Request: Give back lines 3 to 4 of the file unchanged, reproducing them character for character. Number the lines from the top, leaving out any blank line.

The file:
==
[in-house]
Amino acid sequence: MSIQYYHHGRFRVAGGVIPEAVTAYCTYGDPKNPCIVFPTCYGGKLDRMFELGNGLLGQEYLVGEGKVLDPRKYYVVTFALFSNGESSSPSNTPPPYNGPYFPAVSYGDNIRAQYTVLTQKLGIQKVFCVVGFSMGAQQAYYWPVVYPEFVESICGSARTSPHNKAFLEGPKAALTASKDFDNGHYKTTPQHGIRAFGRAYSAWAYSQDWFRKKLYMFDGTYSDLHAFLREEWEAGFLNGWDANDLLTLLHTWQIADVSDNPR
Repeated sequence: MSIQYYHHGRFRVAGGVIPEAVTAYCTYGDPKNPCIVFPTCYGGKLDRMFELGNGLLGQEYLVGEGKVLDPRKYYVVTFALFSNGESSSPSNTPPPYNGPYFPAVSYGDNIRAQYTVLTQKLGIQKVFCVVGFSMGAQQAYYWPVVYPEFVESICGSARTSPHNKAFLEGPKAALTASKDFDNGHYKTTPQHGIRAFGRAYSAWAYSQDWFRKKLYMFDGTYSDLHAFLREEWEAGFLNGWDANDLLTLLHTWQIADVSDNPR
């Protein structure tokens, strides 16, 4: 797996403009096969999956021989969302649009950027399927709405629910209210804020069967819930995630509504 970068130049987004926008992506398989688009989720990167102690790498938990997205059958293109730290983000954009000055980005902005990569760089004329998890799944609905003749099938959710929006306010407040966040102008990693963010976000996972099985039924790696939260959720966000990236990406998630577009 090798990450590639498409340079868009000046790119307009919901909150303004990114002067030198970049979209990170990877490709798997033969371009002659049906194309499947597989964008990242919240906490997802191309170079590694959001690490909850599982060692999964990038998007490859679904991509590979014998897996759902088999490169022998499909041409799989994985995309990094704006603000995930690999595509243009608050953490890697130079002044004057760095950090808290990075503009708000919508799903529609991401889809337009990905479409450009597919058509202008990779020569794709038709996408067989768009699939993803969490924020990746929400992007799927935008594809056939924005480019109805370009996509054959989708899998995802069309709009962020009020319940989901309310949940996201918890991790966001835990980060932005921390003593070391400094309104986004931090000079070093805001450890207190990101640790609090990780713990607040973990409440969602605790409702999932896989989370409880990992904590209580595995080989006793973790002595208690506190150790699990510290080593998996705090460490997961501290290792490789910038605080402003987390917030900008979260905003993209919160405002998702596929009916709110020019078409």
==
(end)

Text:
Repeated sequence: MSIQYYHHGRFRVAGGVIPEAVTAYCTYGDPKNPCIVFPTCYGGKLDRMFELGNGLLGQEYLVGEGKVLDPRKYYVVTFALFSNGESSSPSNTPPPYNGPYFPAVSYGDNIRAQYTVLTQKLGIQKVFCVVGFSMGAQQAYYWPVVYPEFVESICGSARTSPHNKAFLEGPKAALTASKDFDNGHYKTTPQHGIRAFGRAYSAWAYSQDWFRKKLYMFDGTYSDLHAFLREEWEAGFLNGWDANDLLTLLHTWQIADVSDNPR
């Protein structure tokens, strides 16, 4: 797996403009096969999956021989969302649009950027399927709405629910209210804020069967819930995630509504 970068130049987004926008992506398989688009989720990167102690790498938990997205059958293109730290983000954009000055980005902005990569760089004329998890799944609905003749099938959710929006306010407040966040102008990693963010976000996972099985039924790696939260959720966000990236990406998630577009 090798990450590639498409340079868009000046790119307009919901909150303004990114002067030198970049979209990170990877490709798997033969371009002659049906194309499947597989964008990242919240906490997802191309170079590694959001690490909850599982060692999964990038998007490859679904991509590979014998897996759902088999490169022998499909041409799989994985995309990094704006603000995930690999595509243009608050953490890697130079002044004057760095950090808290990075503009708000919508799903529609991401889809337009990905479409450009597919058509202008990779020569794709038709996408067989768009699939993803969490924020990746929400992007799927935008594809056939924005480019109805370009996509054959989708899998995802069309709009962020009020319940989901309310949940996201918890991790966001835990980060932005921390003593070391400094309104986004931090000079070093805001450890207190990101640790609090990780713990607040973990409440969602605790409702999932896989989370409880990992904590209580595995080989006793973790002595208690506190150790699990510290080593998996705090460490997961501290290792490789910038605080402003987390917030900008979260905003993209919160405002998702596929009916709110020019078409």